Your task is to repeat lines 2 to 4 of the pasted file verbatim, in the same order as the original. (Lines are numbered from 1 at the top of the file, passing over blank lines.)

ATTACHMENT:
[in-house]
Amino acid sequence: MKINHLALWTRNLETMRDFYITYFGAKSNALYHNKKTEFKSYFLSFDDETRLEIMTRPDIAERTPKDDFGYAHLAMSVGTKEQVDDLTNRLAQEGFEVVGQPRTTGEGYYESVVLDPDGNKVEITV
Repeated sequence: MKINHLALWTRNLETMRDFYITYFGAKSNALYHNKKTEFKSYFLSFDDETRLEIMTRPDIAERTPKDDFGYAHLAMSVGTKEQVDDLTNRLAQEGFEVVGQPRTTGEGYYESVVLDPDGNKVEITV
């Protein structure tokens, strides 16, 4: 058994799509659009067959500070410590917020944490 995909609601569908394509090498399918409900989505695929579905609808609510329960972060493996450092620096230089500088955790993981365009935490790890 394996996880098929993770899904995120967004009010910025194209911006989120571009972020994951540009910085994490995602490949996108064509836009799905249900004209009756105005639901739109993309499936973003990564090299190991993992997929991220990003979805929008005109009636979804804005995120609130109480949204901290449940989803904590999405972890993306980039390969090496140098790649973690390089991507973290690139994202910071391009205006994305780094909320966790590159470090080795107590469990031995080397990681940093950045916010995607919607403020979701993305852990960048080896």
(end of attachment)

Amino acid sequence: MKINHLALWTRNLETMRDFYITYFGAKSNALYHNKKTEFKSYFLSFDDETRLEIMTRPDIAERTPKDDFGYAHLAMSVGTKEQVDDLTNRLAQEGFEVVGQPRTTGEGYYESVVLDPDGNKVEITV
Repeated sequence: MKINHLALWTRNLETMRDFYITYFGAKSNALYHNKKTEFKSYFLSFDDETRLEIMTRPDIAERTPKDDFGYAHLAMSVGTKEQVDDLTNRLAQEGFEVVGQPRTTGEGYYESVVLDPDGNKVEITV
């Protein structure tokens, strides 16, 4: 058994799509659009067959500070410590917020944490 995909609601569908394509090498399918409900989505695929579905609808609510329960972060493996450092620096230089500088955790993981365009935490790890 394996996880098929993770899904995120967004009010910025194209911006989120571009972020994951540009910085994490995602490949996108064509836009799905249900004209009756105005639901739109993309499936973003990564090299190991993992997929991220990003979805929008005109009636979804804005995120609130109480949204901290449940989803904590999405972890993306980039390969090496140098790649973690390089991507973290690139994202910071391009205006994305780094909320966790590159470090080795107590469990031995080397990681940093950045916010995607919607403020979701993305852990960048080896």